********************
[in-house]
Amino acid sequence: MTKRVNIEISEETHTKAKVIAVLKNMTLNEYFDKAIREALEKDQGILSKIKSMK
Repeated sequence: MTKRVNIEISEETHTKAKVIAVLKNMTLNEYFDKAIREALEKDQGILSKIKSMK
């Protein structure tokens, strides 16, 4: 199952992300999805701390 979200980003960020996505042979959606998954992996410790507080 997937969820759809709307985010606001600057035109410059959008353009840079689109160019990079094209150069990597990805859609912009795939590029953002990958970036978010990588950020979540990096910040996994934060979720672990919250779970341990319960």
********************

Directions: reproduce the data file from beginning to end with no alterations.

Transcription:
[in-house]
Amino acid sequence: MTKRVNIEISEETHTKAKVIAVLKNMTLNEYFDKAIREALEKDQGILSKIKSMK
Repeated sequence: MTKRVNIEISEETHTKAKVIAVLKNMTLNEYFDKAIREALEKDQGILSKIKSMK
């Protein structure tokens, strides 16, 4: 199952992300999805701390 979200980003960020996505042979959606998954992996410790507080 997937969820759809709307985010606001600057035109410059959008353009840079689109160019990079094209150069990597990805859609912009795939590029953002990958970036978010990588950020979540990096910040996994934060979720672990919250779970341990319960």